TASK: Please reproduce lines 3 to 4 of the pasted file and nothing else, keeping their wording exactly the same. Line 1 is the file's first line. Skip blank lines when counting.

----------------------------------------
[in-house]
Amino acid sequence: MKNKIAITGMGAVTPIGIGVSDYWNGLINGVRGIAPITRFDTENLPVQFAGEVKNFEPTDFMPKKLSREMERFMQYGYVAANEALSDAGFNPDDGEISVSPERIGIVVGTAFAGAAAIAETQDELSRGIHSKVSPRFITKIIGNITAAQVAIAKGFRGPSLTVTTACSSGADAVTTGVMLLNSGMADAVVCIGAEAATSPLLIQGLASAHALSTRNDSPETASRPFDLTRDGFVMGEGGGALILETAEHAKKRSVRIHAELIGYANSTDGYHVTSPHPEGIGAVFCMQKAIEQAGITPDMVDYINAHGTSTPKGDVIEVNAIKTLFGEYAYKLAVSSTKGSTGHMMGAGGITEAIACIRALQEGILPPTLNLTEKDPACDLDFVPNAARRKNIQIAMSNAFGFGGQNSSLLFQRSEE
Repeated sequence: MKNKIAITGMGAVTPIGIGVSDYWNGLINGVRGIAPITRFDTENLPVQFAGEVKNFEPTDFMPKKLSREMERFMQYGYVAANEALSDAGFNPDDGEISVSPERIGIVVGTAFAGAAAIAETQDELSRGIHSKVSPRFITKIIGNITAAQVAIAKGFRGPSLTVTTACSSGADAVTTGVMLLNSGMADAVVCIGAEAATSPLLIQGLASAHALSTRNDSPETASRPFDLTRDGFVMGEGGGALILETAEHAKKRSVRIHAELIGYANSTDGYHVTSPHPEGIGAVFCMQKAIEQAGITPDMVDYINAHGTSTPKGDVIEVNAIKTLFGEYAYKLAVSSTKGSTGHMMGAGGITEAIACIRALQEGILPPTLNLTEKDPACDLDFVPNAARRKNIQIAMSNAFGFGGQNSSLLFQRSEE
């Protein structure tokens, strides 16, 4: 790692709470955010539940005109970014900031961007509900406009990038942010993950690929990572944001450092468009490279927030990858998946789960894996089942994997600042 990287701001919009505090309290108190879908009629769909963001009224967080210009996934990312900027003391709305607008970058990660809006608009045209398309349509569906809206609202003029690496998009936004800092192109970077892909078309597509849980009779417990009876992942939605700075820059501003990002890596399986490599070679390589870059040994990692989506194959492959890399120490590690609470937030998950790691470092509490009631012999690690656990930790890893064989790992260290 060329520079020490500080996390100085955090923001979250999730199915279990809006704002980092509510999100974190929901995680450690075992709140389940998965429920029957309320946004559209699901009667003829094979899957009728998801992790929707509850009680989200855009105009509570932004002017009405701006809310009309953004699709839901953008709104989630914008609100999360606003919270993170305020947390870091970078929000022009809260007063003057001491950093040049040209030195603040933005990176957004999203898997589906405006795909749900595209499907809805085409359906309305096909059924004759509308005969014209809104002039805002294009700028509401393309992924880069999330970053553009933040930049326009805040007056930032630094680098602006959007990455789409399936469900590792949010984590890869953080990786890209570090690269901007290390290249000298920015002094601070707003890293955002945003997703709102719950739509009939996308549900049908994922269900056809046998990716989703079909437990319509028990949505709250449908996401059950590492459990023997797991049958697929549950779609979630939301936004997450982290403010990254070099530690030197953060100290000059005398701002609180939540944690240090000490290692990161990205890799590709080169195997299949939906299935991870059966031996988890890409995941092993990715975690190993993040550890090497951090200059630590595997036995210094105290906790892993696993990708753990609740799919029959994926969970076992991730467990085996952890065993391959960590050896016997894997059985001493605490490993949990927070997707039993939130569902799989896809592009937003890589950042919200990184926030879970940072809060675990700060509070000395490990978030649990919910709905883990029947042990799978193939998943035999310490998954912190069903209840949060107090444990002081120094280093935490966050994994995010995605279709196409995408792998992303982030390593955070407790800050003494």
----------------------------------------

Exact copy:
Repeated sequence: MKNKIAITGMGAVTPIGIGVSDYWNGLINGVRGIAPITRFDTENLPVQFAGEVKNFEPTDFMPKKLSREMERFMQYGYVAANEALSDAGFNPDDGEISVSPERIGIVVGTAFAGAAAIAETQDELSRGIHSKVSPRFITKIIGNITAAQVAIAKGFRGPSLTVTTACSSGADAVTTGVMLLNSGMADAVVCIGAEAATSPLLIQGLASAHALSTRNDSPETASRPFDLTRDGFVMGEGGGALILETAEHAKKRSVRIHAELIGYANSTDGYHVTSPHPEGIGAVFCMQKAIEQAGITPDMVDYINAHGTSTPKGDVIEVNAIKTLFGEYAYKLAVSSTKGSTGHMMGAGGITEAIACIRALQEGILPPTLNLTEKDPACDLDFVPNAARRKNIQIAMSNAFGFGGQNSSLLFQRSEE
């Protein structure tokens, strides 16, 4: 790692709470955010539940005109970014900031961007509900406009990038942010993950690929990572944001450092468009490279927030990858998946789960894996089942994997600042 990287701001919009505090309290108190879908009629769909963001009224967080210009996934990312900027003391709305607008970058990660809006608009045209398309349509569906809206609202003029690496998009936004800092192109970077892909078309597509849980009779417990009876992942939605700075820059501003990002890596399986490599070679390589870059040994990692989506194959492959890399120490590690609470937030998950790691470092509490009631012999690690656990930790890893064989790992260290 060329520079020490500080996390100085955090923001979250999730199915279990809006704002980092509510999100974190929901995680450690075992709140389940998965429920029957309320946004559209699901009667003829094979899957009728998801992790929707509850009680989200855009105009509570932004002017009405701006809310009309953004699709839901953008709104989630914008609100999360606003919270993170305020947390870091970078929000022009809260007063003057001491950093040049040209030195603040933005990176957004999203898997589906405006795909749900595209499907809805085409359906309305096909059924004759509308005969014209809104002039805002294009700028509401393309992924880069999330970053553009933040930049326009805040007056930032630094680098602006959007990455789409399936469900590792949010984590890869953080990786890209570090690269901007290390290249000298920015002094601070707003890293955002945003997703709102719950739509009939996308549900049908994922269900056809046998990716989703079909437990319509028990949505709250449908996401059950590492459990023997797991049958697929549950779609979630939301936004997450982290403010990254070099530690030197953060100290000059005398701002609180939540944690240090000490290692990161990205890799590709080169195997299949939906299935991870059966031996988890890409995941092993990715975690190993993040550890090497951090200059630590595997036995210094105290906790892993696993990708753990609740799919029959994926969970076992991730467990085996952890065993391959960590050896016997894997059985001493605490490993949990927070997707039993939130569902799989896809592009937003890589950042919200990184926030879970940072809060675990700060509070000395490990978030649990919910709905883990029947042990799978193939998943035999310490998954912190069903209840949060107090444990002081120094280093935490966050994994995010995605279709196409995408792998992303982030390593955070407790800050003494």